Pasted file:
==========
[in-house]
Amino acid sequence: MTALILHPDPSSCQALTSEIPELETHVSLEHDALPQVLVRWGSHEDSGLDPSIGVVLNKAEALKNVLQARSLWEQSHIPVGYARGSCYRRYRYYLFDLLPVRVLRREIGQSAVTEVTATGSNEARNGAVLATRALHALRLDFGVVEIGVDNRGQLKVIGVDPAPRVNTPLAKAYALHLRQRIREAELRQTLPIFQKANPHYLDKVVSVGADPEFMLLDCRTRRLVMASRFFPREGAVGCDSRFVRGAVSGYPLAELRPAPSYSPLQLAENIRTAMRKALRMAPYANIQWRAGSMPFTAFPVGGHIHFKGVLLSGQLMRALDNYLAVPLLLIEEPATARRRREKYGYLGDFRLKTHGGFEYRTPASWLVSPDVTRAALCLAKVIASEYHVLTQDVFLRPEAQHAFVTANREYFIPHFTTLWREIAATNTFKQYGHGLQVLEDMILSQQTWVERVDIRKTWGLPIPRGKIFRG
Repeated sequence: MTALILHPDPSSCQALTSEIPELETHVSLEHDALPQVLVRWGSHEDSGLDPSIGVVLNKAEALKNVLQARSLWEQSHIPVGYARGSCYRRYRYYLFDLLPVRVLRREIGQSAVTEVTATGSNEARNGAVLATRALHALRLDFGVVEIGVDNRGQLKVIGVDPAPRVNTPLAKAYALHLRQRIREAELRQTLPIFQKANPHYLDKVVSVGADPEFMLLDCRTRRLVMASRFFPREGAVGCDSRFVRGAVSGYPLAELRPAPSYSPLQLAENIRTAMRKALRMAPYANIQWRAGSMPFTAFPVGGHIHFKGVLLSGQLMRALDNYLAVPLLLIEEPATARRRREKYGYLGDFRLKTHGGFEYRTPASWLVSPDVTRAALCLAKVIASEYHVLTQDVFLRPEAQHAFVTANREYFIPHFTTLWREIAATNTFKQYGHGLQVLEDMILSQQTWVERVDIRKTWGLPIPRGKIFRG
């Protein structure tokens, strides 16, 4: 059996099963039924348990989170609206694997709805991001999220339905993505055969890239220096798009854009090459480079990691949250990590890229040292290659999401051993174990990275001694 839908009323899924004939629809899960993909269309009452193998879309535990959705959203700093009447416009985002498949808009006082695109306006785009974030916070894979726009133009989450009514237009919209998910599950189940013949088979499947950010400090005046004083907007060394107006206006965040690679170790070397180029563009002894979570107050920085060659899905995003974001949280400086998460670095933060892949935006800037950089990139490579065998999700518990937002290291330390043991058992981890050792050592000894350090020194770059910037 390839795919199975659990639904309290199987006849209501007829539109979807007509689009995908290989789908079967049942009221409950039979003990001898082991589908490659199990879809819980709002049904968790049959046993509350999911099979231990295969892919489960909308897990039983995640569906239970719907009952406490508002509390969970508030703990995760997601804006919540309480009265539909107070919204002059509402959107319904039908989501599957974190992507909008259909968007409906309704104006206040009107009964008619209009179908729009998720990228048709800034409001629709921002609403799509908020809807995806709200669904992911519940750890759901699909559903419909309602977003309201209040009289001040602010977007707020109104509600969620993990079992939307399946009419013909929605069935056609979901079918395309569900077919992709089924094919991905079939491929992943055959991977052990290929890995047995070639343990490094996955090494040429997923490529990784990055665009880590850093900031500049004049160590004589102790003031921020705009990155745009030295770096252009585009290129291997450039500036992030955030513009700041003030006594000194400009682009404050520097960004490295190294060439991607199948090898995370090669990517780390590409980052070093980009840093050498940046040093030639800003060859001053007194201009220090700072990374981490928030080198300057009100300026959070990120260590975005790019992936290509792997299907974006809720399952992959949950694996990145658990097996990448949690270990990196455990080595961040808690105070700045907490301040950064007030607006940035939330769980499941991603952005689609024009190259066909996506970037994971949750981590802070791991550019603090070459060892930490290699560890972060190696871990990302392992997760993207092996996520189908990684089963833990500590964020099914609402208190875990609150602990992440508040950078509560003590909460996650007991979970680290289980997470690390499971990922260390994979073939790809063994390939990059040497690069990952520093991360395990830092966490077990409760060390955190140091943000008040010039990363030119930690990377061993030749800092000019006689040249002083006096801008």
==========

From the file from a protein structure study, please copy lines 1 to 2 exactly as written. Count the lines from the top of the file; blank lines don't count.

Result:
[in-house]
Amino acid sequence: MTALILHPDPSSCQALTSEIPELETHVSLEHDALPQVLVRWGSHEDSGLDPSIGVVLNKAEALKNVLQARSLWEQSHIPVGYARGSCYRRYRYYLFDLLPVRVLRREIGQSAVTEVTATGSNEARNGAVLATRALHALRLDFGVVEIGVDNRGQLKVIGVDPAPRVNTPLAKAYALHLRQRIREAELRQTLPIFQKANPHYLDKVVSVGADPEFMLLDCRTRRLVMASRFFPREGAVGCDSRFVRGAVSGYPLAELRPAPSYSPLQLAENIRTAMRKALRMAPYANIQWRAGSMPFTAFPVGGHIHFKGVLLSGQLMRALDNYLAVPLLLIEEPATARRRREKYGYLGDFRLKTHGGFEYRTPASWLVSPDVTRAALCLAKVIASEYHVLTQDVFLRPEAQHAFVTANREYFIPHFTTLWREIAATNTFKQYGHGLQVLEDMILSQQTWVERVDIRKTWGLPIPRGKIFRG